A recession is in the cards for Canada for sure. The rest of the yr will be same as this quarter. Thats what happens when you spend your treasure buying votes instead of increasing productivity. We have all the inflation and no growth and no powder to throw at the next problem.

    The loon will be 65c and it will be preceded by a credit downgrade and then interest rate increases. I dont like to think about monetary policy. Reply With Quote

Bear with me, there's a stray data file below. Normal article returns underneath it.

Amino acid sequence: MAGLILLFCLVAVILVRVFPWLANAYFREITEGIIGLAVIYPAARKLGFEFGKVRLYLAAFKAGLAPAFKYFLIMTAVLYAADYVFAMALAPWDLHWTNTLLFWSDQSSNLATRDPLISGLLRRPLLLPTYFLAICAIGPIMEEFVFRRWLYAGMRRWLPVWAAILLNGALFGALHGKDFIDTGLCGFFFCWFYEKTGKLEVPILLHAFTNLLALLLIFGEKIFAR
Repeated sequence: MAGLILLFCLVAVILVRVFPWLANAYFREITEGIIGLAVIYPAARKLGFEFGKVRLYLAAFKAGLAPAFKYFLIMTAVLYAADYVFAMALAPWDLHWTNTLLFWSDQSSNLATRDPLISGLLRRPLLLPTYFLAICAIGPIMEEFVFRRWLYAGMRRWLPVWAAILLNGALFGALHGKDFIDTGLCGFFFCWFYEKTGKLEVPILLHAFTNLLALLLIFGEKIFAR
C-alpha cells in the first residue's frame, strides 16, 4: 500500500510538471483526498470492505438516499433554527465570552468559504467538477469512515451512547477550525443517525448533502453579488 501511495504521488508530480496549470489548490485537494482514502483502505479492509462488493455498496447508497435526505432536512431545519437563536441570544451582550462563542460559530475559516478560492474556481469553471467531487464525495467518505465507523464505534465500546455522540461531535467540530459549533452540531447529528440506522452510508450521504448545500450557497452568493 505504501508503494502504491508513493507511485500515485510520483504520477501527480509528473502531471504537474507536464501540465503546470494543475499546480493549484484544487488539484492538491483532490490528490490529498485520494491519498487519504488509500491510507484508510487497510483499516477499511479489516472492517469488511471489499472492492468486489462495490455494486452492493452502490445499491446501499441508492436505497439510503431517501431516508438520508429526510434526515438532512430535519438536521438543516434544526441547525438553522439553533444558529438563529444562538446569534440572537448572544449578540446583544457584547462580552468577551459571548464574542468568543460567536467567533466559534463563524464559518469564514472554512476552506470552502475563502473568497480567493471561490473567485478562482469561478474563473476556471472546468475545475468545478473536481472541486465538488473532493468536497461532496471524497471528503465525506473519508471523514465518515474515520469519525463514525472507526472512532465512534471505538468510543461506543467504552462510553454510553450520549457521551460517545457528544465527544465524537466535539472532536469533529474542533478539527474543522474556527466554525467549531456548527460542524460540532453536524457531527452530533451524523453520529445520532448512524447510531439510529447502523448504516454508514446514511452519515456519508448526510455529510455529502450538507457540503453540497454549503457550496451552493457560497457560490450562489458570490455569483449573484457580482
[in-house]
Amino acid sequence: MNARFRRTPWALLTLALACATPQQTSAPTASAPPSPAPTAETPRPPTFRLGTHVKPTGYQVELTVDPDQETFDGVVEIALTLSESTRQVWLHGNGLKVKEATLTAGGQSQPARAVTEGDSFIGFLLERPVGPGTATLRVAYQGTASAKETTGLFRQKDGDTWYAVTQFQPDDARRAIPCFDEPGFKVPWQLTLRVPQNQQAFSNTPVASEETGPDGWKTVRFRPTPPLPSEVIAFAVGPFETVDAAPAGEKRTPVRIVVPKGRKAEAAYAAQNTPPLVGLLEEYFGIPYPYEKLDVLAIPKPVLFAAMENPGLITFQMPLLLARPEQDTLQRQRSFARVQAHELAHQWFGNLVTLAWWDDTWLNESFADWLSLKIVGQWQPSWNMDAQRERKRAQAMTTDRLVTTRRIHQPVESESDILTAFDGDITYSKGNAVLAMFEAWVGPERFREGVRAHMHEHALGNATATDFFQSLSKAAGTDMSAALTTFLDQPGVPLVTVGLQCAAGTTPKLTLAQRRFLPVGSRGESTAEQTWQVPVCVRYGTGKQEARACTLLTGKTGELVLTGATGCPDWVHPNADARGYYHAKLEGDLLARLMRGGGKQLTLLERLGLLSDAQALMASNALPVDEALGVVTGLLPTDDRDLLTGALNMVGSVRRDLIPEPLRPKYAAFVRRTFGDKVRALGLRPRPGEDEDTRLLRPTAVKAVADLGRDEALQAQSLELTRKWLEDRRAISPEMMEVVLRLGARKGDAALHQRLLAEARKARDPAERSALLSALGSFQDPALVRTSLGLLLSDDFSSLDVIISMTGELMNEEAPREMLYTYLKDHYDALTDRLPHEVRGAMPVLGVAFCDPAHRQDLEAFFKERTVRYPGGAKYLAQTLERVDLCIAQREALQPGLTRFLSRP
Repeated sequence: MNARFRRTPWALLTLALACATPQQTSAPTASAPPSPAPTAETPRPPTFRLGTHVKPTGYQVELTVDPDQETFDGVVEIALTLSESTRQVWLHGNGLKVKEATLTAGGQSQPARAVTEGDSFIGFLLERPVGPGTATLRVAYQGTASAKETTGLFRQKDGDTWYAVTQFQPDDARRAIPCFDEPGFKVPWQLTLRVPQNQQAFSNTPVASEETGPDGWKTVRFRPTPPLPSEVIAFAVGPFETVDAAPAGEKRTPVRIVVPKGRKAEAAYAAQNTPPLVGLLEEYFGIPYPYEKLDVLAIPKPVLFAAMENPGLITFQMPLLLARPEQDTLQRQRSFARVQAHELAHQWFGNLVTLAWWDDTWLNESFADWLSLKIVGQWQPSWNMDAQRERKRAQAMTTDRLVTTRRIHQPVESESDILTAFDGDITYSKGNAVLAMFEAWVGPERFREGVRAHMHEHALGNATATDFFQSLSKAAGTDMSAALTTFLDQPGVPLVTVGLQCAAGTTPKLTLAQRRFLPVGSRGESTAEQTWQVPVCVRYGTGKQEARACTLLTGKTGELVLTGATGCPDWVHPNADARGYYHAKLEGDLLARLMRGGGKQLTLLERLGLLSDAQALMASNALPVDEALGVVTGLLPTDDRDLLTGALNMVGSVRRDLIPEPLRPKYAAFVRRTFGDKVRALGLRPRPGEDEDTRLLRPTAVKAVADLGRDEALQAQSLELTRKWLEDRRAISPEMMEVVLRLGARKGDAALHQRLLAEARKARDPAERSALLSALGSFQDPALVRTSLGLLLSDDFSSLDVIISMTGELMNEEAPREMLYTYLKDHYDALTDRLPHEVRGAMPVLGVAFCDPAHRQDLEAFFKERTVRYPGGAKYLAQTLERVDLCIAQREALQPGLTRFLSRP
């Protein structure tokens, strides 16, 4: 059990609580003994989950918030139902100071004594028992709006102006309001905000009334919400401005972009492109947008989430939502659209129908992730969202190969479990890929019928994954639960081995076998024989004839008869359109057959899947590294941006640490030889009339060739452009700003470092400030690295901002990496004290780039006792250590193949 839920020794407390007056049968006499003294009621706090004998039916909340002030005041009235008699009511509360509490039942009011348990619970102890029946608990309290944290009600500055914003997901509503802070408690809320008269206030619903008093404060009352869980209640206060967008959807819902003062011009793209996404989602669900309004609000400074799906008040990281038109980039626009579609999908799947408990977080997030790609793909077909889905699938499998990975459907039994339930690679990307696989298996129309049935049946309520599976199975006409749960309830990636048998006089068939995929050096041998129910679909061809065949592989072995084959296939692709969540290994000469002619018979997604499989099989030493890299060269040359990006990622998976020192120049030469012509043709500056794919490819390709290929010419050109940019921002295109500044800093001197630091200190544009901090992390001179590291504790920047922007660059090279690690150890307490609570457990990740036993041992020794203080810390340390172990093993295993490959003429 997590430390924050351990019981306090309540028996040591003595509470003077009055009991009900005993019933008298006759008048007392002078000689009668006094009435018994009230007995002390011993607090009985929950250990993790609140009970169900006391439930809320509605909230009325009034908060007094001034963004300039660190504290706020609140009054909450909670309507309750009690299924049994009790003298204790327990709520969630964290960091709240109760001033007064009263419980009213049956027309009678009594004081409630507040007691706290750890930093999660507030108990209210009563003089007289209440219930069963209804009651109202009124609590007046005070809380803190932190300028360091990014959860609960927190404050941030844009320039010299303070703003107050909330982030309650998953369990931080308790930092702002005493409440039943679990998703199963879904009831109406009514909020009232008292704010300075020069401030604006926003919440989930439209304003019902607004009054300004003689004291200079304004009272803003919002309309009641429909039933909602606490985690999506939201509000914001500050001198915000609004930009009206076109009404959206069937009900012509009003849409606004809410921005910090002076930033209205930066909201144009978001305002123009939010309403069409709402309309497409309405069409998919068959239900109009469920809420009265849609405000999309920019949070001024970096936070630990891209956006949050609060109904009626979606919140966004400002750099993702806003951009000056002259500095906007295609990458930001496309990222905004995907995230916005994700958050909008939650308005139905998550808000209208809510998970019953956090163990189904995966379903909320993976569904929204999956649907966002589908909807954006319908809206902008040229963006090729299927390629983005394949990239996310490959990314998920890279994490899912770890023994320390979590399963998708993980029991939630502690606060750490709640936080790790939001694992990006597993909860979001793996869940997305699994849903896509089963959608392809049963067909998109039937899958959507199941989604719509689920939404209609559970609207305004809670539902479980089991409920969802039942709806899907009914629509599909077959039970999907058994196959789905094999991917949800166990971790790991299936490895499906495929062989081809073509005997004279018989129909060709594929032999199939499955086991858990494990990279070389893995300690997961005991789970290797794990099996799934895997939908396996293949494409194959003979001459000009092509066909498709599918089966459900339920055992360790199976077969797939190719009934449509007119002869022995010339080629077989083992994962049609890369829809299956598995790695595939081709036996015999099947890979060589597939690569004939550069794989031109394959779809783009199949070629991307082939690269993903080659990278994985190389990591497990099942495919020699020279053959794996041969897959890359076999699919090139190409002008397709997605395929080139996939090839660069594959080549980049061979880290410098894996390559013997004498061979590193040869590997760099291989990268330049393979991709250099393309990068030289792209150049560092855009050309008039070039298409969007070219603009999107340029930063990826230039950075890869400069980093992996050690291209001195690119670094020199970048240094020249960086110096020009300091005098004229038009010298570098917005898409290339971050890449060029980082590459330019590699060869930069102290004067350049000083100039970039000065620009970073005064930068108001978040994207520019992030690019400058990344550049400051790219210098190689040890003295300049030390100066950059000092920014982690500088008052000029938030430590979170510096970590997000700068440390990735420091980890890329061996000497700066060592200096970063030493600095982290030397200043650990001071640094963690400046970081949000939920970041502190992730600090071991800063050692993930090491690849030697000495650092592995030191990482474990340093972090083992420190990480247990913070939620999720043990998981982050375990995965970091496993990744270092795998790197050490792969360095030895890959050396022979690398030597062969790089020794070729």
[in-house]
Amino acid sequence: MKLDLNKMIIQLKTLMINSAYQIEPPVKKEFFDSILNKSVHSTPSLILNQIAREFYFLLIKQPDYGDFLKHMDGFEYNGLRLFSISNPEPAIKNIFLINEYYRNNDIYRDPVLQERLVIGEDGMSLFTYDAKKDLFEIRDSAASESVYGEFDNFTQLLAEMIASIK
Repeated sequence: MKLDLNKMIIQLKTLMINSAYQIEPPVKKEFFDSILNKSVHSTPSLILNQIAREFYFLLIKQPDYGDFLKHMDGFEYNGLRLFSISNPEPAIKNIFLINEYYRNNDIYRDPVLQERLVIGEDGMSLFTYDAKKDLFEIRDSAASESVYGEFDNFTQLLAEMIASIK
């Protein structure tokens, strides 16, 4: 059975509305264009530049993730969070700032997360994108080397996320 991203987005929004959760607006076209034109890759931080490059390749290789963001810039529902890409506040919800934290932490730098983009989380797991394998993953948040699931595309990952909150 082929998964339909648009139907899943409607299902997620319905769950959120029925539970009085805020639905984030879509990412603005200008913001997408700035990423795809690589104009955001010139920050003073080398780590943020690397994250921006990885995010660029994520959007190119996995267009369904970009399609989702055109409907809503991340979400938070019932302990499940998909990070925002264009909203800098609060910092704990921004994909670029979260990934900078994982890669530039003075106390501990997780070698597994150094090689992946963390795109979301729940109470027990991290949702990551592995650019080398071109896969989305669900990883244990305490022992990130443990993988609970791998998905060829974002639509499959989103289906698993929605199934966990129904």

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  • jazz's Avatar Sep 1, 2021 | 08:26 29
    Quote Originally Posted by jwab View Post
    How soon does the dollar drop? Might be good for grain prices, no?
    IMO, a down grade in the spring combined with BoC tightening.

    The bigger question is what brings us out now? There is no more treasury money to throw at the economy, the BoC balance sheet must be bursting at the seams, consumer tapped right the f out or struggling to pay bills.

    And ZERO policies to expanding our economy to pay for any of it - NONE, just more debt thrown around. Reply With Quote

  • Sep 1, 2021 | 12:46 30 And why would the BOC raise interest rates? Reply With Quote